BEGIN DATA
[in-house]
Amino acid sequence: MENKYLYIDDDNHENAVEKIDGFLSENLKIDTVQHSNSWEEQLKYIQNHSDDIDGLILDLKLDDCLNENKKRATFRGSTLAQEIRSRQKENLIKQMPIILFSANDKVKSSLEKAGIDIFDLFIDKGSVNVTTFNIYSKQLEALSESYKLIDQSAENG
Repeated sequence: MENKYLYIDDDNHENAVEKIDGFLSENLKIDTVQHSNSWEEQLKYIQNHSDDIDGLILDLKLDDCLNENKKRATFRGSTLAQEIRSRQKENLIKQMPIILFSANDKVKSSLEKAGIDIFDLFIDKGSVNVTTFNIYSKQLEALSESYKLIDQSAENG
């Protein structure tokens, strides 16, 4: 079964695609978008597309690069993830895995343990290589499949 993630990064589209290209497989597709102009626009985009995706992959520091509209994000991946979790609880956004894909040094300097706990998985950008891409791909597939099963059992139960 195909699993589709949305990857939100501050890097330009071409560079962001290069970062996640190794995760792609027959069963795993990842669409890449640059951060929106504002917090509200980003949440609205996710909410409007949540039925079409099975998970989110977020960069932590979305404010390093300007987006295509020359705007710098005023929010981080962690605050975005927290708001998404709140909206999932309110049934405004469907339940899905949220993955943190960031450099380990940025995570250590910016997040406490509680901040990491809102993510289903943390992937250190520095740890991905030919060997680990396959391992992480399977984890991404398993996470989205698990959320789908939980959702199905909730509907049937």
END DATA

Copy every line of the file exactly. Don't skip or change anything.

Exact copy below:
[in-house]
Amino acid sequence: MENKYLYIDDDNHENAVEKIDGFLSENLKIDTVQHSNSWEEQLKYIQNHSDDIDGLILDLKLDDCLNENKKRATFRGSTLAQEIRSRQKENLIKQMPIILFSANDKVKSSLEKAGIDIFDLFIDKGSVNVTTFNIYSKQLEALSESYKLIDQSAENG
Repeated sequence: MENKYLYIDDDNHENAVEKIDGFLSENLKIDTVQHSNSWEEQLKYIQNHSDDIDGLILDLKLDDCLNENKKRATFRGSTLAQEIRSRQKENLIKQMPIILFSANDKVKSSLEKAGIDIFDLFIDKGSVNVTTFNIYSKQLEALSESYKLIDQSAENG
């Protein structure tokens, strides 16, 4: 079964695609978008597309690069993830895995343990290589499949 993630990064589209290209497989597709102009626009985009995706992959520091509209994000991946979790609880956004894909040094300097706990998985950008891409791909597939099963059992139960 195909699993589709949305990857939100501050890097330009071409560079962001290069970062996640190794995760792609027959069963795993990842669409890449640059951060929106504002917090509200980003949440609205996710909410409007949540039925079409099975998970989110977020960069932590979305404010390093300007987006295509020359705007710098005023929010981080962690605050975005927290708001998404709140909206999932309110049934405004469907339940899905949220993955943190960031450099380990940025995570250590910016997040406490509680901040990491809102993510289903943390992937250190520095740890991905030919060997680990396959391992992480399977984890991404398993996470989205698990959320789908939980959702199905909730509907049937």